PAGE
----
As writers, most of the ways we become known as experts involve writing. But it can be hard to find the time to pack more writing into your schedule, especially when you’re just getting started.
Time management is a subject mankind has always struggled with.
It’s been studied by the greatest minds of our time: Albert Einstein, Dwight Eisenhower, Dale Carnegie, and Isaac Newton, just to name a few.
We, as freelance writers, are especially interested in effectively managing our time because the time we use is all ours.
Many of us have the goal of living the writer’s life so we don’t have to directly trade our time for dollars like a regular day job.
Instead, when we work for ourselves, we can work more efficiently and increase our hourly income. We can set up systems to make money while we sleep. And we can raise our rates as our expert status increases.
When our time is ours – and we’re tasked with making the most out of it – we begin to realize how important our time actually is.
When you’re a freelance writer, you have to use your time efficiently, or you’ll find that your working hours bleed into your free time hours.
If this happens for too long, you’ll likely burn out and give up.
Over the past year, I’ve spent a lot of time studying how to use my time effectively. One of the biggest time management lessons I’ve learned is this:
It’s very difficult to force yourself to do specific tasks at specific times. Trying to stick to a specific schedule can be very ineffective.
When you force yourself to do something at the wrong time, your brain won’t be “tuned in.” It will take you longer to finish the task and it will be far more frustrating.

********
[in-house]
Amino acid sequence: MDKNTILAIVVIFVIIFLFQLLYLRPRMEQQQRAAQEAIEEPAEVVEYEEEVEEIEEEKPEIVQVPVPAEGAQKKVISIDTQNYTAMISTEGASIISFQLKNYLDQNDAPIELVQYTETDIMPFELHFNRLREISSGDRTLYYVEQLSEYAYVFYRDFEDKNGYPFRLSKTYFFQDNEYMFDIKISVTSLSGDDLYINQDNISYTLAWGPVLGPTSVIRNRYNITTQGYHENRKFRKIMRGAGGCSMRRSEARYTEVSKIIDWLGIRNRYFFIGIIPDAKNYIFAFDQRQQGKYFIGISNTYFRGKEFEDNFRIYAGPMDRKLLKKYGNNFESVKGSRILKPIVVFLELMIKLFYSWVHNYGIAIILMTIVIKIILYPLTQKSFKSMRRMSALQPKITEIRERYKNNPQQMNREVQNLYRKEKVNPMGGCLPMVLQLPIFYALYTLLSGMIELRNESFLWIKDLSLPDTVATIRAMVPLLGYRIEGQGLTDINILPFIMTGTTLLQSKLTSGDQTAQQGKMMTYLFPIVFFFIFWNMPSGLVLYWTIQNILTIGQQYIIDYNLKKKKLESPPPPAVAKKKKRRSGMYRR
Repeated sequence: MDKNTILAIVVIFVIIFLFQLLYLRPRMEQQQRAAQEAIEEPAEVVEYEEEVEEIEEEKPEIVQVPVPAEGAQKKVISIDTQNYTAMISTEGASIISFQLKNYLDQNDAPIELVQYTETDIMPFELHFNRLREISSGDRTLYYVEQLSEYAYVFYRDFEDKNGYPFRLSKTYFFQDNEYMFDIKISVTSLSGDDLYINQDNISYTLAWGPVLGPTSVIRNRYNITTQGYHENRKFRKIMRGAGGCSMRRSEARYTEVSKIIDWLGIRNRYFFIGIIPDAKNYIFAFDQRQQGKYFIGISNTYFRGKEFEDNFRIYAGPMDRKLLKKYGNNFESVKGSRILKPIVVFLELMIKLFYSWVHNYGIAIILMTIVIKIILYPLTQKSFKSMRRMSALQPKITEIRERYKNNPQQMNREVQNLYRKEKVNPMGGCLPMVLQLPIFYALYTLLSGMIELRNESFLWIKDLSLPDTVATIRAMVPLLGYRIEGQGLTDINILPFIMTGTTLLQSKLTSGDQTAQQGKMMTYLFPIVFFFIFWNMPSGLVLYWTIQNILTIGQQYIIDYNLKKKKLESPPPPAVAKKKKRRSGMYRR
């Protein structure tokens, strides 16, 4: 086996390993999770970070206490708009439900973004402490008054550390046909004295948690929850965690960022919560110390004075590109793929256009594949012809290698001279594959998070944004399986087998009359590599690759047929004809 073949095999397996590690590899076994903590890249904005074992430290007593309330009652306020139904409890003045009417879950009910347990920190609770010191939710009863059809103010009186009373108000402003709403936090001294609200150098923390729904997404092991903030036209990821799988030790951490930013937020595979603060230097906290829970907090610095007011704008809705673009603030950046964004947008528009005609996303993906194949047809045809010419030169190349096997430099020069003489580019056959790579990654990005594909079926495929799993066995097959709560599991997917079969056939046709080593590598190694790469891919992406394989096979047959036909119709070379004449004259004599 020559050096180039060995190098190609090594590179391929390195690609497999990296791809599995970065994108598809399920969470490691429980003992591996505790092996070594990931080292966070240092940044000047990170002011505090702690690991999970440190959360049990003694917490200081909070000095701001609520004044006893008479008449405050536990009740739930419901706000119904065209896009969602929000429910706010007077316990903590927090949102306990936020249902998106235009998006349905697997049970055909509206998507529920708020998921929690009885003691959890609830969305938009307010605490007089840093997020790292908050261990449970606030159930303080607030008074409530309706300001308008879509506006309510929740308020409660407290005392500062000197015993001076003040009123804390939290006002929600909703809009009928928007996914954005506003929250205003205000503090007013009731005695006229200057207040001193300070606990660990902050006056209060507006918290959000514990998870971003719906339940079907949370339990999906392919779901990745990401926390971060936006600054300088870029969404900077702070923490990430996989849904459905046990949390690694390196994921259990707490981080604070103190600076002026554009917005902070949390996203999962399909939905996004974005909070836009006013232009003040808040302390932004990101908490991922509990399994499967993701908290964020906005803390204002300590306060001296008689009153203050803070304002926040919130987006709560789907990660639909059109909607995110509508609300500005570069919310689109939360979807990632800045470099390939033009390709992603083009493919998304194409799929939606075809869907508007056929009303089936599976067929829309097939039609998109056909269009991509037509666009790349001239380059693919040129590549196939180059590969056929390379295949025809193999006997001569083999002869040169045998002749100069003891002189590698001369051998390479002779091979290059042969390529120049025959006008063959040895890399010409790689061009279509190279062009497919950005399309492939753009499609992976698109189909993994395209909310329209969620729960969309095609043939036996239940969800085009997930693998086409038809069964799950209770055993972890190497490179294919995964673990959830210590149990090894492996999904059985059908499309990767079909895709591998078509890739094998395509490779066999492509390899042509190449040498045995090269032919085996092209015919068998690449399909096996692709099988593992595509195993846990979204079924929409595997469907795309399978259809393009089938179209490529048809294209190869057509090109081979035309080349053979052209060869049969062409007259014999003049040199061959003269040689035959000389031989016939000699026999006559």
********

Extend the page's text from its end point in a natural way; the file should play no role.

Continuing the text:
For example, many time management people will advise you to create a schedule and stick to it. There’s a problem with this.
Let’s say you write from 7-10 a.m. every morning. One morning, you wake up and you just can’t get into your writing. You struggle to get words on the page for your three-hour commitment so you can move on to your next assignment.
Those three hours were incredibility ineffective. You barely wrote anything and you probably won’t use what you did write.
But what if you had changed your schedule that day to work on something else from 7-10 a.m.?
Then you could have come back to your writing when you were in the right mood. Because you would have been focused and effective for the whole 3 hours, you would have less frustration and a bigger return on your time investment.
It can be done. In fact, I often switch up my schedule to get the most efficiency out of every working hour. To do this, I take on projects that involve more than just writing.
Let’s say I’m creating a website for a client. There are many tasks to complete for that project. My technique is to divide the project up into the different types of work: (1) planning and marketing ideas, (2) writing, and (3) design.
In the mornings, I like to write, so I spend that time on the copy. Afternoons are usually when I’m in a strategic planning mood. Usually at the end of the workday, I’m in a crafty mood. That’s when I do the design work.